After a competitive season, the 2017 NEIU flag football intramural concluded on Nov. 2. The third-year Honey Badgers won decisively in the championship game against the first-year team Beast Mode, 38 to 6.
New faces and new teams highlighted the start of the season. Beast Mode prevailed in the season opener against freshman team Big Baller Brand, 31-12. Many players on these teams have extensive experience playing in organized football, but the transition from tackle football to flag football comes with a significant learning curve.
Despite the adjustments, Beast Mode was able to score the second most total points in the league, with some help from first-year flag football player Tristen Tanner.
Tristen Tanner has been playing organized football for over 10 years, starting in grade school and competing through high school. He played collegiate football at Millikin University in Decatur for a year but transferred to NEIU after experiencing an injury.
Despite that setback a year ago, he showed no signs of slowing down on the field and was a dynamic threat throughout the season. This fall semester was Tanner’s first time playing organized flag football.
“It was actually really fun but different for me,” Tanner said. “It was the first time I had played with that group of guys which is cool because now I know them personally so anytime I see them we can catch-up.”
Tanner added, “One thing I’d like to see changed is to have more teams in the league. We only got to play four or five games because there weren’t enough players.”
Tanner is working toward playing Division 1 football next season at Valparaiso University where he was originally offered a scholarship.
“If I’m at NEIU next fall, I plan on playing flag-football here again,” Tristen said.
Freshman Charlie Hani, the captain of the first-year team Big Baller Brand, played a big part in his team’s success. Hani’s been involved in organized football for several years and was a starter for Maine South last season.
“My favorite moment from this season was definitely when Kobe Hill caught a pick-six at the end of the half which ended up being the game-winning touchdown,” Hani said. “Playing flag-football at NEIU is a great way to meet new people.”
Hani also had some ideas to increase turnout for the next fall semester. “It would also be really cool to play a night game on campus. I think an event like that would be a lot of fun and could be a great way to get more students involved and support our teams.”
Even though Hani’s team came up short in the first round of playoffs, Big Baller Brand showed a lot of talent on the field and has great potential to be a championship team next season.
Andrew Pena is a third-year flag football player at NEIU. In his first season, he won the championship with his then team Last Men Standing.
At the beginning of the season, he and another member of Last Men Standing, popularly known as “Big Rob” on campus, decided to join the third-year team the Honey Badgers. Their championship experience and skillset played a big role in the Honey Badgers dominant season.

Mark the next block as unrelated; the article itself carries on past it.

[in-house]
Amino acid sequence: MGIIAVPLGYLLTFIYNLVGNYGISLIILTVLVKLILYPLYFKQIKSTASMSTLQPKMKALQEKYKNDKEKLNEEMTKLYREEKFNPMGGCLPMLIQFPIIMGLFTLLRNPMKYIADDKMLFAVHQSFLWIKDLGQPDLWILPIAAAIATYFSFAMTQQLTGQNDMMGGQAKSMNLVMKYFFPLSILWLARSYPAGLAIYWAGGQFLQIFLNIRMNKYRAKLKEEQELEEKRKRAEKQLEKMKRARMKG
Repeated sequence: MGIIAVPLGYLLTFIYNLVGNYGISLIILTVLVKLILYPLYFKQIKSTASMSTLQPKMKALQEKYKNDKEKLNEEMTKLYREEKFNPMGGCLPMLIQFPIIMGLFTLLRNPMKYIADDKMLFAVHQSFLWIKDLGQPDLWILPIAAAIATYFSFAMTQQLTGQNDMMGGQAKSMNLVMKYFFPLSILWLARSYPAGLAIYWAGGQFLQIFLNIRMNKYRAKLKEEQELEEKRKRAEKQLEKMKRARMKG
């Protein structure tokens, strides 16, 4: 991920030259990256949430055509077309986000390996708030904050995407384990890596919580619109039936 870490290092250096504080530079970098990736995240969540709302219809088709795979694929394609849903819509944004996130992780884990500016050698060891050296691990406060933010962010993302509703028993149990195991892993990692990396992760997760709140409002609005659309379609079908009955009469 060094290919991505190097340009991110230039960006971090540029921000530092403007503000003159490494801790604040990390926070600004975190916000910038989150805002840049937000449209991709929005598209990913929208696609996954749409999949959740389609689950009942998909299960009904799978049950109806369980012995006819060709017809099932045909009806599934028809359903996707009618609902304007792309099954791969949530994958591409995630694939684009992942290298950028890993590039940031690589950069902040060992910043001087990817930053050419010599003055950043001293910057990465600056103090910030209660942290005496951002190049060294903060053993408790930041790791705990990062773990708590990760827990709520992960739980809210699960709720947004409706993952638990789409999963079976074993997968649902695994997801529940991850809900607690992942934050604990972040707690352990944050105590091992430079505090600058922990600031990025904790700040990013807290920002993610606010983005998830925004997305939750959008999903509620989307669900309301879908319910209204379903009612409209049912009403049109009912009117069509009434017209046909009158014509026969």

Pena has been playing organized football for over 10 years. At Stevenson High School, he played both wide receiver and safety.
“The worst experience I had this season was when we allowed six points in the championship game,” Pena said. “I was really hoping for a complete shutout season.”
Pena also shared some ideas about ways to increase student turnout for next season.
“There should be fliers posted in the hallways of other buildings, maybe even classrooms,” Pena said. “I know a lot of students that didn’t even know we had a football league or any other intramurals, to be honest.”
Pena plans to be back next season to win another championship before graduation.
Karlton Watkins is a third-year starter for this year’s championship team, the Honey Badgers. He, like the rest of the students interviewed, has an extensive football background surpassing 10 years. He played throughout high school, at Trinity International University, and with the semi-pro team the “Chicago Blaze.”
“The Honey Badgers were pretty bad our first season,” Watkins said. “In our second season, we did a lot better and this year we won the championship,”
When asked to reflect on the season, Karlton said “I think the best part of this season was how well our team worked together to win every game. The worst part was when we allowed our opponents to score in the championship game, that really bugged me. I really wanted to have a complete shutout season.”
Watkins also spoke about the benefits of participating in intramurals at NEIU.
“I met some new people playing each year, got to know a few of our rivals better and found out that I share the same class with some of them. Next season is probably going to be my last year at NEIU and I definitely plan on playing and going out with a bang.”
As the writer of this article and captain of the Honey Badgers, for any students who are hesitant but are considering joining intramural sports at NEIU, I definitely suggest you take a chance and join. I wasn’t sure what to expect the first season I joined, but looking back on my third-year going from being the worst team to current champions, it was well worth leaving my comfort zone.
It’s a great way of getting know your classmates better and you might even accomplish something you once doubted being possible.
Being involved in other various groups on and off campus, winning the championship with my team will be the highlight of my college of experience because it took commitment and teamwork to achieve victory.
For more information about available activities at Northeastern Illinois University, visit https://www.neiu.edu/university-life/campus-recreation and also NEIU Campus Recreation on Facebook.